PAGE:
Bruce Lee Research Paper

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Bruce Lee and his contribution Bruce Lee was one of the most recognizable names in the world. Many people know Lee as an action movie star, who performed amazing Chinese Kung Fu in the movie. Others recognize Lee for his great foresight and innovative contributions to the martial arts. Although Bruce Lee died almost forty years ago, he is still one of the most popular film stars in the world. The reason is not only that he made tremendous contribution to modern martial arts and to the development of the film acting, but also that he developed his own martial arts philosophy as his lifestyle. Bruce Lee has made great contribution to martial arts. Although instead of being the real fighter, he is more likely to be a theorist. “Bruce was not …show more content…

“Many years later Unicorn recalled that Bruce was always in trouble with his father for fighting. Mr. Lee would usually set an example by whacking his son across the head” (Thomas, 7). Even by his own admission, Bruce Lee was exactly the same kind of character off-screen, as the sort of gang-thug he had played in The Orphan. Years later, in 1967 he told Black Belt magazine, "I was a punk and went looking for fights". For several years Bruce Lee attended Yip Man's school of Wing Chun, rapidly growing in proficiency year by year. Bruce Lee was slight of build, and the fluid, economical style of Wing Chun seemed to suit him well. Within only a few years Yip Man had not only succeeded in training Bruce Lee in the physical aspects of the martial arts, but he also changed Bruce Lee's mental focus and Lee was now becoming increasingly interested in the philosophical aspects of Kung Fu. He took the view that traditional martial arts techniques were too rigid and formalistic to be practical in scenarios of chaotic street fighting. Lee decided to develop a system with an emphasis on "practicality, flexibility, speed, and efficiency". He started to use different methods of training such as weight …show more content…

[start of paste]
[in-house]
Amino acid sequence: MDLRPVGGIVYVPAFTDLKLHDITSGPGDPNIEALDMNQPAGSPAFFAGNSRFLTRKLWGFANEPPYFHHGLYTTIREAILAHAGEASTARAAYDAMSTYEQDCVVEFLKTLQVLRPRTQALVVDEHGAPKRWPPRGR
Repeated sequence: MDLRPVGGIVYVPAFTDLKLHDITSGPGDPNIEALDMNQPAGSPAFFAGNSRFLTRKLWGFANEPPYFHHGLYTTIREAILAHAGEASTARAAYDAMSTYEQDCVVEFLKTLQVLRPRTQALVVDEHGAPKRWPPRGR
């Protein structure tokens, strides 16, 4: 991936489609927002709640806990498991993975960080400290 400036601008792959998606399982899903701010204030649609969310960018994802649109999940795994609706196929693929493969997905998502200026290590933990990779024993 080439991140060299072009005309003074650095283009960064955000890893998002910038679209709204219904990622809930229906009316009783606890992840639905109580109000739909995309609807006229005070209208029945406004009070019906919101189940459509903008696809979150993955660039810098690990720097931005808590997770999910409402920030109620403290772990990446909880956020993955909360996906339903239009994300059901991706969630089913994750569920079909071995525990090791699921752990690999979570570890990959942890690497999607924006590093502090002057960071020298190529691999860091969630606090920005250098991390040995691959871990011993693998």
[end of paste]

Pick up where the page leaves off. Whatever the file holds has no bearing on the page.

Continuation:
Lee's father Lee Hoi-chuen was a famous Cantonese opera star. Because of this, Lee was introduced into films at a very young age and appeared in several films as a child. While in the United States from 1959 to 1964, Lee abandoned thoughts of a film career in favour of pursuing martial arts. However, a martial arts exhibition on Long Beach in 1964 eventually led to the invitation by William Dozier for an audition for a part in the pilot for "Number One Son". The show never aired, but Lee was invited for the role of Kato alongside Van Williams in the TV series The Green Hornet. Unaware that The Green Hornet had been played to success in Hong Kong and was unofficially referred to as "The Kato Show", he was surprised to be recognised on the street as the star of the show. Bruce Lee was able to bring his love of the Martial arts to the general public through his acting career. His training in multiple martial arts and background in dance inspired a more fluid, realistic approach. In late 1972, Lee began work on his fourth Golden Harvest Film, Game of Death. He began filming some scenes including his fight sequence with the American Basketball star Kareem Abdul-Jabbar. Production was stopped when Warner Brothers offered Lee the opportunity to star in Enter the Dragon, the first film to be produced jointly by Golden Harvest and Warner Bros. Filming commenced in Hong Kong in February 1973. One month into the filming,

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